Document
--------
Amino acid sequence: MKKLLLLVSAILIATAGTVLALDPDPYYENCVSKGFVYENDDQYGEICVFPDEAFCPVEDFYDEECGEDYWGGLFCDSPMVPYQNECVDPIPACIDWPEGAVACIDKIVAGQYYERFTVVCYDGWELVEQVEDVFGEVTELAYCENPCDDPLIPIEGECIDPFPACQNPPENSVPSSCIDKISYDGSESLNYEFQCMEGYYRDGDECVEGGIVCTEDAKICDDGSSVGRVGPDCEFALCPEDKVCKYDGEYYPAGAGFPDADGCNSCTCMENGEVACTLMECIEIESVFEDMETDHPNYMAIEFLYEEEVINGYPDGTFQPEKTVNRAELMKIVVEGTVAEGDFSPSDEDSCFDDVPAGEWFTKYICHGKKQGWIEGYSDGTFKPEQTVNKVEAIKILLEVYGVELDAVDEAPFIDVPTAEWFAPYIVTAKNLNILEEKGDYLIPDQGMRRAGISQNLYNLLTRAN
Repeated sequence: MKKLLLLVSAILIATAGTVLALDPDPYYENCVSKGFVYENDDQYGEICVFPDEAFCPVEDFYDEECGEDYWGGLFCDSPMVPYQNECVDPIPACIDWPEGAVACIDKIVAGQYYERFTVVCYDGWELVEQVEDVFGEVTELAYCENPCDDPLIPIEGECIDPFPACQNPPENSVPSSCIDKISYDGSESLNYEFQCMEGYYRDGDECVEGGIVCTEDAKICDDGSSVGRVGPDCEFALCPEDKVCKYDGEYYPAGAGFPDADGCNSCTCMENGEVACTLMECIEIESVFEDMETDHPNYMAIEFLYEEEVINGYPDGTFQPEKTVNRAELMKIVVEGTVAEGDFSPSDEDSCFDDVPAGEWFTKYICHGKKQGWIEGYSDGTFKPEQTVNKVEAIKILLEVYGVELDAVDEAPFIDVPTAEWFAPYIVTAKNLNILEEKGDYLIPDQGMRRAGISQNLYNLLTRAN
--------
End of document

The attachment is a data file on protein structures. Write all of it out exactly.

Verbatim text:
Amino acid sequence: MKKLLLLVSAILIATAGTVLALDPDPYYENCVSKGFVYENDDQYGEICVFPDEAFCPVEDFYDEECGEDYWGGLFCDSPMVPYQNECVDPIPACIDWPEGAVACIDKIVAGQYYERFTVVCYDGWELVEQVEDVFGEVTELAYCENPCDDPLIPIEGECIDPFPACQNPPENSVPSSCIDKISYDGSESLNYEFQCMEGYYRDGDECVEGGIVCTEDAKICDDGSSVGRVGPDCEFALCPEDKVCKYDGEYYPAGAGFPDADGCNSCTCMENGEVACTLMECIEIESVFEDMETDHPNYMAIEFLYEEEVINGYPDGTFQPEKTVNRAELMKIVVEGTVAEGDFSPSDEDSCFDDVPAGEWFTKYICHGKKQGWIEGYSDGTFKPEQTVNKVEAIKILLEVYGVELDAVDEAPFIDVPTAEWFAPYIVTAKNLNILEEKGDYLIPDQGMRRAGISQNLYNLLTRAN
Repeated sequence: MKKLLLLVSAILIATAGTVLALDPDPYYENCVSKGFVYENDDQYGEICVFPDEAFCPVEDFYDEECGEDYWGGLFCDSPMVPYQNECVDPIPACIDWPEGAVACIDKIVAGQYYERFTVVCYDGWELVEQVEDVFGEVTELAYCENPCDDPLIPIEGECIDPFPACQNPPENSVPSSCIDKISYDGSESLNYEFQCMEGYYRDGDECVEGGIVCTEDAKICDDGSSVGRVGPDCEFALCPEDKVCKYDGEYYPAGAGFPDADGCNSCTCMENGEVACTLMECIEIESVFEDMETDHPNYMAIEFLYEEEVINGYPDGTFQPEKTVNRAELMKIVVEGTVAEGDFSPSDEDSCFDDVPAGEWFTKYICHGKKQGWIEGYSDGTFKPEQTVNKVEAIKILLEVYGVELDAVDEAPFIDVPTAEWFAPYIVTAKNLNILEEKGDYLIPDQGMRRAGISQNLYNLLTRAN